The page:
Speech of vice dean Fabian Amtenbrink (Erasmus School of Law) delivered on 25 February 2016 to open the conference “From common rules to best practices in European Civil Procedure”
Ladies and gentlemen, distinguished guests,
On behalf of Erasmus School of Law, a warm welcome to the many distinguished speakers and participants from Europe and beyond conference “From common rules to best practices in European Civil Procedure”
Special welcome to our colleagues from the Max Planck Institute for International, European and Regulatory Procedural Law in Luxembourg, co-organisers of this conference. In particular a warm welcome prof. Burkhard Hess, director of the Institute.
My name is Fabian Amtenbrink and I am the vice dean of Erasmus School of Law.
I am happy to welcome you on this campus and in the city of Rotterdam. A city which The New York Times and the trendy Rough Guide have identified as one of the ten towns you need to visit on this planet, and here you are!
Now that is of course not the primary reason why you all have gathered here today. What you have come for is to discuss developments in the area of the European civil procedures.
With the creation of a legal framework in the Treaty establishing the European Economic Community for the establishment of a common market, arguably also the foundation for cooperation in the filed of civil justice between the Member States was laid. In fact the establishment of an area without internal frontiers in which the free movement of goods, persons, services and capital is ensured is hard to conceive unless natural and legal persons can not rely on the effective functioning of the civil justice system across what is now the European Union.
Still it only more recently, that is after the introduction of relevant legal bases for the EU to legislate in this area, that the cooperation on civil justice matters between the Member States has proliferated and has become entrenched in the internal market framework.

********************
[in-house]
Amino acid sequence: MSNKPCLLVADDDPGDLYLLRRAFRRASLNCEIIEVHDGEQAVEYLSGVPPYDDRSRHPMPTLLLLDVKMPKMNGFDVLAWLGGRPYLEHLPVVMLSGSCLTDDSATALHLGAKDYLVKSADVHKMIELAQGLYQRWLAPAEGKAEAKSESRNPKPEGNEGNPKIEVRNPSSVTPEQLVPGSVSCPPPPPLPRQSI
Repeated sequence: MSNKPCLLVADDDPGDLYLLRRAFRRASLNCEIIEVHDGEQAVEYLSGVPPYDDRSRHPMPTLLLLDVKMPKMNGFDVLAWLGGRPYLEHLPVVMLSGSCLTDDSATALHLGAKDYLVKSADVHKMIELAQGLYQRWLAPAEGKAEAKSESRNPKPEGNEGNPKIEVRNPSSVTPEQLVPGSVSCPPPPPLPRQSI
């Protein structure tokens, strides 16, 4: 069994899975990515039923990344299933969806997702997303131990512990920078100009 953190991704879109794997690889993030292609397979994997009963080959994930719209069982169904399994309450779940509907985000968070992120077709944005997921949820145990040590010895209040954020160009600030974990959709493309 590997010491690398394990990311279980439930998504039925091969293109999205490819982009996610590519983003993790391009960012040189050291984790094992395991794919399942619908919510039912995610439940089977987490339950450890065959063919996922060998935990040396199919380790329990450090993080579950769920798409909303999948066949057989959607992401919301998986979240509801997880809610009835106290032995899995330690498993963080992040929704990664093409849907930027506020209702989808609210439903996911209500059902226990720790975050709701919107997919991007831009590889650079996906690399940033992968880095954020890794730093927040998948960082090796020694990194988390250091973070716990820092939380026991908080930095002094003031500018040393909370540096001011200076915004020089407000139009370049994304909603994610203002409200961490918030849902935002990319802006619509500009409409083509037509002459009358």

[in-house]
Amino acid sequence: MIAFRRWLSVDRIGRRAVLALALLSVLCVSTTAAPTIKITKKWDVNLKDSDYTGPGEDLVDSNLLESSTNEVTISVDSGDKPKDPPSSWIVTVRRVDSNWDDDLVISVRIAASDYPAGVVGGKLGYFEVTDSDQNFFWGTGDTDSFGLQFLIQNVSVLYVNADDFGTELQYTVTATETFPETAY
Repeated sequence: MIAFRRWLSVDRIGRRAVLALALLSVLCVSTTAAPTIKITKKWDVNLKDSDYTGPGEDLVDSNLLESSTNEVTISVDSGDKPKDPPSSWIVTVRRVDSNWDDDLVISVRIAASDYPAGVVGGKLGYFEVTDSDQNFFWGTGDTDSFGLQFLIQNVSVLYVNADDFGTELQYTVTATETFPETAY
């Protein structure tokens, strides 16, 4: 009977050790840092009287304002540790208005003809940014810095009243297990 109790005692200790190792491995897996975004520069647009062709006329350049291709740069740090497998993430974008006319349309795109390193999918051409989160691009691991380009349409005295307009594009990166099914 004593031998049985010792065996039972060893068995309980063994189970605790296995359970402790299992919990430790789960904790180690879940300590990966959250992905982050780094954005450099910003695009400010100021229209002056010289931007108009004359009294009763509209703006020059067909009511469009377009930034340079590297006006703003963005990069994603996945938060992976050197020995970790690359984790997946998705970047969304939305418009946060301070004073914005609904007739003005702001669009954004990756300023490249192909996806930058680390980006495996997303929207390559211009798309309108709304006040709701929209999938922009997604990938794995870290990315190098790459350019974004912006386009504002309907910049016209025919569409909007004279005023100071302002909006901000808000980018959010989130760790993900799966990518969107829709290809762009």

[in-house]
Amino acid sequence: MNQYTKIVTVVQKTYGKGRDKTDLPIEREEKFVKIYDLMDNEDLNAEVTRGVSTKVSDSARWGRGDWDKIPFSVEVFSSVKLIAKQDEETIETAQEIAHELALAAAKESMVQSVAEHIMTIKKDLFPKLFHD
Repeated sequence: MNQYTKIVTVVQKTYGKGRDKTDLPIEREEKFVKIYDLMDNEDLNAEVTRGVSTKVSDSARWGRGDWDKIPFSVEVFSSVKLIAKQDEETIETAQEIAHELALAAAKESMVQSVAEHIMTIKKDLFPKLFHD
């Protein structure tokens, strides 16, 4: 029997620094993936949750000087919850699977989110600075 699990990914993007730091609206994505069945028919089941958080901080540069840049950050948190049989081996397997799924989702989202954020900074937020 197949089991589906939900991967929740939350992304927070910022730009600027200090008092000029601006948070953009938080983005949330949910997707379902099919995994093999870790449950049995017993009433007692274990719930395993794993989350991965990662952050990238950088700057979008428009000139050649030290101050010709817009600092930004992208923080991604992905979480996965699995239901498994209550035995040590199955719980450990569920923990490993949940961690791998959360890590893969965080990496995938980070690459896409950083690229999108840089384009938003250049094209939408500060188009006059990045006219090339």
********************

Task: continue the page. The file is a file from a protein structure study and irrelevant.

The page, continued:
The enforcement of the principle of mutual recognition by the 1999 European Council of Tampere was another important step in this regard. Under the influence of this principle civil justice cooperation has become more than just a tool to realize the economic objective of fostering cross-border trade. Access to justice in all cases and for all types of litigants is seen as a conditio sine qua non for the creation of a genuine European Area of Justice, founded on mutual trust between the Member States.
Of course, mutual trust between Member States is something that seems to be at large these days in other major EU policy fields and even mobility in the internal market can be taken for granted anymore after last week’s so-called new settlement with the UK!
Be that as it may, …
These political and legal developments have given rise to a wide-ranging harmonisation effort in civil justice matters addressing not only classical themes of international jurisdiction, applicable law and recognition and enforcement of judgments, but increasingly shaping the entire area of civil procedure.
For the organizers of this conference the next step now, and therefore the topics of today's and tomorrow’s sessions, is how to put these common norms into practice effectively.
It is for this reason that this conference brings together experts in the field of civil justice, from academia, government, the courts, and legal practice so to facilitate in-depth discussion and sharing of knowledge, practical experiences, and solutions.
Ladies and Gentlemen,
It makes a lot of sense that the Erasmus School of Law hosts this conference, if I may say so in all modesty.
The conference is geared towards combining policy perspectives and a high level of academic debate on topical issues with a focus on the practical application of EU procedural law in the Member States.
It is our conviction here in Rotterdam that law cannot be considered in splendid isolation or as an end in itself, but is imbedded in an economic and social context. This conference, bringing together insights from experts working in the field of civil justice, as all the necessary ingredients to greatly contribute to the development of workable and effective legislation which in turn will aid the efficacy and reliability of civil justice in Europe for businesses as well as individual citizens. As a law school and research institute we are committed to teach conduct innovative research on the function of law in its economic and social context.
Ladies and gentlemen,
Let me conclude by wish you all very fruitful discussions and many new insights!